Windows 7 is coming: Don't upgrade

To upgrade or not to upgrade: It's the issue of the moment for Windows users everywhere as the hype machine for the October 22 Windows 7 release gathers steam. And as we gaze at our existing machines, either running a snappy but outdated XP or a pokey but still slick looking Vista, and wonder whether we should be planning a late night trip to the big box store for our very own copy, I've got one word for you: Stop.

Carmi Levy: Wide Angle Zoom (200 px)There are plenty of reasons why you'd want to refresh your existing machine with a cool new operating system. Pre-release versions of Windows 7 have displayed impressive performance, stability, and usability. Device compatibility -- a major bugaboo early on for the ill-starred Vista -- is much improved. It's smaller and lighter than the OS it ostensibly replaces, a nice reversal from the years-long tidal wave of ever-more-bloated products from the world's largest software vendor. Win7 scales better and can take advantage of more memory and multicore processors. That the new OS looks cool enough to not embarrass Windows fans when they run into Mac zealots at parties is an added bonus.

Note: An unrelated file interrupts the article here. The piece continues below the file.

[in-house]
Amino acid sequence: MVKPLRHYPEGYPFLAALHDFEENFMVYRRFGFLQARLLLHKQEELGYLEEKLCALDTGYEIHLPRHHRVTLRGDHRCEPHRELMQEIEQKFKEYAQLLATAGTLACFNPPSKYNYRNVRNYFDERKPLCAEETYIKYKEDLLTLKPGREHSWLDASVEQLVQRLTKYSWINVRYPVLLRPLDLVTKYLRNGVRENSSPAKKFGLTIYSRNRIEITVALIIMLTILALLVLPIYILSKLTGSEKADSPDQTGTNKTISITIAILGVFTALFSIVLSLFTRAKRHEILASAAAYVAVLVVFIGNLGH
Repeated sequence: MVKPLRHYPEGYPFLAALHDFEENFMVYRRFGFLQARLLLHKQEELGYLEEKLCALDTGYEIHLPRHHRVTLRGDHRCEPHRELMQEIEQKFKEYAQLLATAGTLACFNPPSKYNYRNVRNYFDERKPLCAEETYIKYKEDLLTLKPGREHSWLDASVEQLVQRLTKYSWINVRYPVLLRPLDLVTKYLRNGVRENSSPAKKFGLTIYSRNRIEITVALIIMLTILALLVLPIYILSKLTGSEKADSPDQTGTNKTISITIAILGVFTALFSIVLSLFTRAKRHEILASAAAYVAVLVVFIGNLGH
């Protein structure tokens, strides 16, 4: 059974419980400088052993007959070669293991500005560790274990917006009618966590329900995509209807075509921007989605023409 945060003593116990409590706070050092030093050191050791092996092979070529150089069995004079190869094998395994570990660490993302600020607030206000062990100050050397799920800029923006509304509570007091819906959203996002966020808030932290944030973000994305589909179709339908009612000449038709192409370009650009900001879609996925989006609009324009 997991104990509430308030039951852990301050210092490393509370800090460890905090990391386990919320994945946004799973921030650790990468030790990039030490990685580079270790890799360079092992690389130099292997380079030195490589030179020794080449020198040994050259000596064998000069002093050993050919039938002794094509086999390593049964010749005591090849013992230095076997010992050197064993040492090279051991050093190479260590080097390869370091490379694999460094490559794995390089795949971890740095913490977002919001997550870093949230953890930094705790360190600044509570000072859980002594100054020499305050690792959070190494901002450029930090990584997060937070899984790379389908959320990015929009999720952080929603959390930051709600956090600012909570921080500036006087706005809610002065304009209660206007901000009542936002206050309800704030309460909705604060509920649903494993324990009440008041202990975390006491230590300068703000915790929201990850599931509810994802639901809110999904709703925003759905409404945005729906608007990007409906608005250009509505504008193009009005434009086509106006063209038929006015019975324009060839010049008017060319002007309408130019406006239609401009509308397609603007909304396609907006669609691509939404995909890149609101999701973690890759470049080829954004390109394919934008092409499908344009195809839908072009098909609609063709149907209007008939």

I don't doubt that Windows 7 seems to be Microsoft's strongest OS in years. I also don't doubt that most of us will eventually use some form of it. I just don't think we should be running it on any machines we're using now. Unless you're a weekend tinkerer with extra PCs hanging around the house and a lot of extra time on your hands, upgrading an existing machine is for suckers.


Married to the hardware